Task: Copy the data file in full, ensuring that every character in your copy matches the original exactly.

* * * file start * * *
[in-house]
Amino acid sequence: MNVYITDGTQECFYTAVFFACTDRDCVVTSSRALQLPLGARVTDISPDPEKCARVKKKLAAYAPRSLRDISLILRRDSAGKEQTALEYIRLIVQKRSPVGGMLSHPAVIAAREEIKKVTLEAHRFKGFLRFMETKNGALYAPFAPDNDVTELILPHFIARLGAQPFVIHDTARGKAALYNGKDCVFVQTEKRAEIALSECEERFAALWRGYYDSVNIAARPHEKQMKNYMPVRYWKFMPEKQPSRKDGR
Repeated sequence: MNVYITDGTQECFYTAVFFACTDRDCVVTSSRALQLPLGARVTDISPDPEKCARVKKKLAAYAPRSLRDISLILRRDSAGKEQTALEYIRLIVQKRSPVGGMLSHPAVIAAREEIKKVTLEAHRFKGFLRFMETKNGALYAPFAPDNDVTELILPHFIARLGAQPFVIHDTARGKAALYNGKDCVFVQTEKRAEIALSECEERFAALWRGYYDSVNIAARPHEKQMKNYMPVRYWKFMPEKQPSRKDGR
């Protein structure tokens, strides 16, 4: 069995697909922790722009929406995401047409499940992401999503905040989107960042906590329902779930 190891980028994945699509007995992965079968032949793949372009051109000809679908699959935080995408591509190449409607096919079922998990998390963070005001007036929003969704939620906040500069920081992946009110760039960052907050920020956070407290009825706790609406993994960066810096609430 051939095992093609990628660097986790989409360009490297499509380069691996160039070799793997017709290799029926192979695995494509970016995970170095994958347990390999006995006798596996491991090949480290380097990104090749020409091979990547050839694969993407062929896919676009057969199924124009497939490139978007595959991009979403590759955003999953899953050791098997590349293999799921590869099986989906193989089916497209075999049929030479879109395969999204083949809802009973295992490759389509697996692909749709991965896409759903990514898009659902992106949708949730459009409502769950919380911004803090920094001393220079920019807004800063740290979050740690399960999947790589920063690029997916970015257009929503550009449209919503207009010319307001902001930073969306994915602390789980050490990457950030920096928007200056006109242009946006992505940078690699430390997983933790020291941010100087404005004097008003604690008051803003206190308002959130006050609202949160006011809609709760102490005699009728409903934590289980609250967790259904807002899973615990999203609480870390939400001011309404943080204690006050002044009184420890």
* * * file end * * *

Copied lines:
[in-house]
Amino acid sequence: MNVYITDGTQECFYTAVFFACTDRDCVVTSSRALQLPLGARVTDISPDPEKCARVKKKLAAYAPRSLRDISLILRRDSAGKEQTALEYIRLIVQKRSPVGGMLSHPAVIAAREEIKKVTLEAHRFKGFLRFMETKNGALYAPFAPDNDVTELILPHFIARLGAQPFVIHDTARGKAALYNGKDCVFVQTEKRAEIALSECEERFAALWRGYYDSVNIAARPHEKQMKNYMPVRYWKFMPEKQPSRKDGR
Repeated sequence: MNVYITDGTQECFYTAVFFACTDRDCVVTSSRALQLPLGARVTDISPDPEKCARVKKKLAAYAPRSLRDISLILRRDSAGKEQTALEYIRLIVQKRSPVGGMLSHPAVIAAREEIKKVTLEAHRFKGFLRFMETKNGALYAPFAPDNDVTELILPHFIARLGAQPFVIHDTARGKAALYNGKDCVFVQTEKRAEIALSECEERFAALWRGYYDSVNIAARPHEKQMKNYMPVRYWKFMPEKQPSRKDGR
């Protein structure tokens, strides 16, 4: 069995697909922790722009929406995401047409499940992401999503905040989107960042906590329902779930 190891980028994945699509007995992965079968032949793949372009051109000809679908699959935080995408591509190449409607096919079922998990998390963070005001007036929003969704939620906040500069920081992946009110760039960052907050920020956070407290009825706790609406993994960066810096609430 051939095992093609990628660097986790989409360009490297499509380069691996160039070799793997017709290799029926192979695995494509970016995970170095994958347990390999006995006798596996491991090949480290380097990104090749020409091979990547050839694969993407062929896919676009057969199924124009497939490139978007595959991009979403590759955003999953899953050791098997590349293999799921590869099986989906193989089916497209075999049929030479879109395969999204083949809802009973295992490759389509697996692909749709991965896409759903990514898009659902992106949708949730459009409502769950919380911004803090920094001393220079920019807004800063740290979050740690399960999947790589920063690029997916970015257009929503550009449209919503207009010319307001902001930073969306994915602390789980050490990457950030920096928007200056006109242009946006992505940078690699430390997983933790020291941010100087404005004097008003604690008051803003206190308002959130006050609202949160006011809609709760102490005699009728409903934590289980609250967790259904807002899973615990999203609480870390939400001011309404943080204690006050002044009184420890």